Background: Air pollution exposure may make people more vulnerable to COVID-19 infection. However, previous studies in this area mostly focused on infection before May 2020 and long-term exposure.
Objective: To assess both long-term and short-term exposure to air pollution and COVID-19 incidence across four case surges from 03/1/2020 to 02/28/2021.
Methods: The cohort included 4.6 million members from a large integrated health care system in southern California with comprehensive electronic medical records (EMR). COVID-19 cases were identified from EMR. Incidence of COVID-19 was computed at the census tract-level among members. Prior 1-month and 1-year averaged air pollutant levels (PM2.5, NO2, and O3) at the census tract-level were estimated based on hourly and daily air quality data. Data analyses were conducted by each wave: 3/1/2020-5/31/2020, 6/1/202-9/30/2020, 10/1/2020-12/31/2020, and 1/1/2021-2/28/2021 and pooled across waves using meta-analysis. Generalized linear mixed effects models with Poisson distribution and spatial autocorrelation were used with adjustment for meteorological factors and census tract-level social and health characteristics. Results were expressed as relative risk (RR) per 1 standard deviation.
Results: The cohort included 446,440 COVID-19 cases covering 4609 census tracts. The pooled RRs (95% CI) of COVID-19 incidence associated with 1-year exposures to PM2.5, NO2, and O3 were 1.11 (1.04, 1.18) per 2.3 μg/m3,1.09 (1.02, 1.17) per 3.2 ppb, and 1.06 (1.00, 1.12) per 5.5 ppb respectively. The corresponding RRs (95% CI) associated with prior 1-month exposures were 1.11 (1.03, 1.20) per 5.2 μg/m3 for PM2.5, 1.09 (1.01, 1.17) per 6.0 ppb for NO2 and 0.96 (0.85, 1.08) per 12.0 ppb for O3.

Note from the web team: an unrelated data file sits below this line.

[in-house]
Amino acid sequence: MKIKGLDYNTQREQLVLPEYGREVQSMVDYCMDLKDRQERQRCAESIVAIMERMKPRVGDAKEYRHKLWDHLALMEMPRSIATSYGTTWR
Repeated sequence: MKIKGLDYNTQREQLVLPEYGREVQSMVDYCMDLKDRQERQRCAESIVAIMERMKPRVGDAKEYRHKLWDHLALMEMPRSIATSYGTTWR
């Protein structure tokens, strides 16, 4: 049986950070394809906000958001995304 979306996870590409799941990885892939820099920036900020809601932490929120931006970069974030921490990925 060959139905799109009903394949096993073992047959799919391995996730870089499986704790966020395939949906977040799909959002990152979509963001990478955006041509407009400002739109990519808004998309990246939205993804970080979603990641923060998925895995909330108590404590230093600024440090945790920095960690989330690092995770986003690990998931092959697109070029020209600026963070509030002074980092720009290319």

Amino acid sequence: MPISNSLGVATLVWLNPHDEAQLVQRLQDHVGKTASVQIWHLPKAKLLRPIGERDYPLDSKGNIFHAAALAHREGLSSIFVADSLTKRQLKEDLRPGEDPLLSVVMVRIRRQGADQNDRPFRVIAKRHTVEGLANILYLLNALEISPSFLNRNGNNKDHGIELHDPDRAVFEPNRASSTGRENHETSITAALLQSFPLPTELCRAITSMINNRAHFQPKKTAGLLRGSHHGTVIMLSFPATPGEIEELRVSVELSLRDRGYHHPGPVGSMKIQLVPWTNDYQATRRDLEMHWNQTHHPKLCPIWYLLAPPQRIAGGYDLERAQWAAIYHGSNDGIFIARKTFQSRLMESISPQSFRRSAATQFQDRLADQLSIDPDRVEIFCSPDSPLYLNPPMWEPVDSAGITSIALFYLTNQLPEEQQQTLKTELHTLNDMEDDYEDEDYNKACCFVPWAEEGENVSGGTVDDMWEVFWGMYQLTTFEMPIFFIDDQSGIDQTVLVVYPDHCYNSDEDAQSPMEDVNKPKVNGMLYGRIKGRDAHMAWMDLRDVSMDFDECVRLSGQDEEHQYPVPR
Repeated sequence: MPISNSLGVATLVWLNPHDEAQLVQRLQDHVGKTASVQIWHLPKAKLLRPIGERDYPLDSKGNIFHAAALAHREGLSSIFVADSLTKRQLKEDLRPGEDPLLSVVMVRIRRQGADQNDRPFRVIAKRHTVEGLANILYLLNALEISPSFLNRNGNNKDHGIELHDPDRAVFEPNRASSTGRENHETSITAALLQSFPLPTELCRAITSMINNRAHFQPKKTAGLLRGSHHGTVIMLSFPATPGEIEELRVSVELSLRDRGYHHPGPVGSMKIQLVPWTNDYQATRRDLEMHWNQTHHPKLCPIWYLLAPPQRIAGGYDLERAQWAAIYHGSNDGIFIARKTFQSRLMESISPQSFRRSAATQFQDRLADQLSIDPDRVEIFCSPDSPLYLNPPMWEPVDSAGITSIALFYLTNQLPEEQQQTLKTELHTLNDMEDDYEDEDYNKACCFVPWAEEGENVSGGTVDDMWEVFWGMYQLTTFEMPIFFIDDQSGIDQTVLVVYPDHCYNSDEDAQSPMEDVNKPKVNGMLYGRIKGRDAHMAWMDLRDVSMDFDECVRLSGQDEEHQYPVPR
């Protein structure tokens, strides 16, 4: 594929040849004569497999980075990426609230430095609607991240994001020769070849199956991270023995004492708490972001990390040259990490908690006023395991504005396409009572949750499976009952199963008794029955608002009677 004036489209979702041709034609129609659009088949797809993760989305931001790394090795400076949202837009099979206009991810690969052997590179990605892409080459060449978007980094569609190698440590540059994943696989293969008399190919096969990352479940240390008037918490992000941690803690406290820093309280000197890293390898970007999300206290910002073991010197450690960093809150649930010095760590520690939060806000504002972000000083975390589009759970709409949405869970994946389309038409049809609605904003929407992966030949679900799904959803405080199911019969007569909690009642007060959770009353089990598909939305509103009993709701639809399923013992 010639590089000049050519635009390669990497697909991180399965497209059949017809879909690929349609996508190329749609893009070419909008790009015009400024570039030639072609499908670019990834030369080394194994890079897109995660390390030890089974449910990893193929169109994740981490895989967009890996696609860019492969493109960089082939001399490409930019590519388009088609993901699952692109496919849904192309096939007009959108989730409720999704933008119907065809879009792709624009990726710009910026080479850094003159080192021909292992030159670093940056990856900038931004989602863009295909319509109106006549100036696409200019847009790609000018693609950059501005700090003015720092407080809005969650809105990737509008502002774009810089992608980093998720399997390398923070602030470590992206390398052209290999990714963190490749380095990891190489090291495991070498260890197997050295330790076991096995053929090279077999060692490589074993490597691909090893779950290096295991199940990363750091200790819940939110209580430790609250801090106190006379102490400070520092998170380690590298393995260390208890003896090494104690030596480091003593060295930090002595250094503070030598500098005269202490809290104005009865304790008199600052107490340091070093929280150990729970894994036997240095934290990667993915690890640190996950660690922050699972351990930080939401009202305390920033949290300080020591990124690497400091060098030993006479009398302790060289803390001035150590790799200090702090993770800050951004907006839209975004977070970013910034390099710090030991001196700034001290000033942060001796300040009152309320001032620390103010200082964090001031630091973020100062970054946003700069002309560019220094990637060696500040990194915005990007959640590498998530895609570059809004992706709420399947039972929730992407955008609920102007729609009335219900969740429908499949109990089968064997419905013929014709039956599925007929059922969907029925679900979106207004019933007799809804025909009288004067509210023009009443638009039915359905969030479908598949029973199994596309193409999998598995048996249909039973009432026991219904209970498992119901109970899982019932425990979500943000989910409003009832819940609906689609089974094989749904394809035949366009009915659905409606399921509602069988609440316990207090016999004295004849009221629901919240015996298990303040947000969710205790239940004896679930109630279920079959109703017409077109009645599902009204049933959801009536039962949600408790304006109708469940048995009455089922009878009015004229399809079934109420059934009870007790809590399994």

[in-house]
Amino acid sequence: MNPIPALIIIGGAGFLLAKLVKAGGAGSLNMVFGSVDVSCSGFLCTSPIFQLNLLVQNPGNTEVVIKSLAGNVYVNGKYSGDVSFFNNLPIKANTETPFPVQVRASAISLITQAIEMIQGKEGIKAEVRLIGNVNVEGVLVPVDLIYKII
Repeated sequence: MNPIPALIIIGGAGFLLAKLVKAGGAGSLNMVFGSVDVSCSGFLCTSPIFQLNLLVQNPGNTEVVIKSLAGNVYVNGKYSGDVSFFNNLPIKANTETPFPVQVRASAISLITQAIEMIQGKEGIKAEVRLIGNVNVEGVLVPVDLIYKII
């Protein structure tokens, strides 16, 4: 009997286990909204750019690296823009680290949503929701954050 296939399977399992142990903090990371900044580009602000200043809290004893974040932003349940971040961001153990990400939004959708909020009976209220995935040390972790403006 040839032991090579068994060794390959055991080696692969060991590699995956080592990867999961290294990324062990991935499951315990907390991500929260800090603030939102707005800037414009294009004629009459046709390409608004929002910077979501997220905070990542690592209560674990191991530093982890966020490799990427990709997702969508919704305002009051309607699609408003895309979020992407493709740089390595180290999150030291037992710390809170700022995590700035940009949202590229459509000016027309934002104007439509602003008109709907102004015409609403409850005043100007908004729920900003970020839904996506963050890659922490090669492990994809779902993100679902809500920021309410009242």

Conclusion: Long-term PM2.5 and NO2 exposures were associated with increased risk of COVID-19 incidence across all case surges before February 2021. Short-term PM2.5 and NO2 exposures were also associated. Our findings suggest that air pollution may play a role in increasing the risk of COVID-19 infection.
Keywords: Air pollution; COVID-19; Incidence; NO(2); O(3); PM(2.5).
Copyright © 2022 The Authors. Published by Elsevier Inc. All rights reserved.